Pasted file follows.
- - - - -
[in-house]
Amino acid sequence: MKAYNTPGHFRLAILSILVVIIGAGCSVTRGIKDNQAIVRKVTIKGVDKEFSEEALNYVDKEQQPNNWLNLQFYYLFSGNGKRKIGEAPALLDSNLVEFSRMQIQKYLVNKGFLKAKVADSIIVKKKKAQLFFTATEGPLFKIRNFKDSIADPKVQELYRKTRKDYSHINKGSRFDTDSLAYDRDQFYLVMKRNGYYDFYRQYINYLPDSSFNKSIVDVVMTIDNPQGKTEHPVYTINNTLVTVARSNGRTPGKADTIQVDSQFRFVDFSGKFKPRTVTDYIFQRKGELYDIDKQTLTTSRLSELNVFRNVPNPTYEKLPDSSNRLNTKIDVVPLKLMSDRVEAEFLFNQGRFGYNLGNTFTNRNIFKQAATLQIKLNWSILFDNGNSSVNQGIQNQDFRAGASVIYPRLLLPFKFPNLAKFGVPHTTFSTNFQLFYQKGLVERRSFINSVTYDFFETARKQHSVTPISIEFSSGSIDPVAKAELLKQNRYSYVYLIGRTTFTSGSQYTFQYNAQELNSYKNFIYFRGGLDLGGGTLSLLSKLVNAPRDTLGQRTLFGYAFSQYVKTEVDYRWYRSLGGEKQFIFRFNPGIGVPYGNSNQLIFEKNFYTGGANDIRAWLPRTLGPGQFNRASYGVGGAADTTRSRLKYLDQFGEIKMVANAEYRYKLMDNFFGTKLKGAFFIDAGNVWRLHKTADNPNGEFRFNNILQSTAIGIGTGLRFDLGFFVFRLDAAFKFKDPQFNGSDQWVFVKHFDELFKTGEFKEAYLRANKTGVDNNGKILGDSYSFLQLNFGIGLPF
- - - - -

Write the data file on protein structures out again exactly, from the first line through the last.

[in-house]
Amino acid sequence: MKAYNTPGHFRLAILSILVVIIGAGCSVTRGIKDNQAIVRKVTIKGVDKEFSEEALNYVDKEQQPNNWLNLQFYYLFSGNGKRKIGEAPALLDSNLVEFSRMQIQKYLVNKGFLKAKVADSIIVKKKKAQLFFTATEGPLFKIRNFKDSIADPKVQELYRKTRKDYSHINKGSRFDTDSLAYDRDQFYLVMKRNGYYDFYRQYINYLPDSSFNKSIVDVVMTIDNPQGKTEHPVYTINNTLVTVARSNGRTPGKADTIQVDSQFRFVDFSGKFKPRTVTDYIFQRKGELYDIDKQTLTTSRLSELNVFRNVPNPTYEKLPDSSNRLNTKIDVVPLKLMSDRVEAEFLFNQGRFGYNLGNTFTNRNIFKQAATLQIKLNWSILFDNGNSSVNQGIQNQDFRAGASVIYPRLLLPFKFPNLAKFGVPHTTFSTNFQLFYQKGLVERRSFINSVTYDFFETARKQHSVTPISIEFSSGSIDPVAKAELLKQNRYSYVYLIGRTTFTSGSQYTFQYNAQELNSYKNFIYFRGGLDLGGGTLSLLSKLVNAPRDTLGQRTLFGYAFSQYVKTEVDYRWYRSLGGEKQFIFRFNPGIGVPYGNSNQLIFEKNFYTGGANDIRAWLPRTLGPGQFNRASYGVGGAADTTRSRLKYLDQFGEIKMVANAEYRYKLMDNFFGTKLKGAFFIDAGNVWRLHKTADNPNGEFRFNNILQSTAIGIGTGLRFDLGFFVFRLDAAFKFKDPQFNGSDQWVFVKHFDELFKTGEFKEAYLRANKTGVDNNGKILGDSYSFLQLNFGIGLPF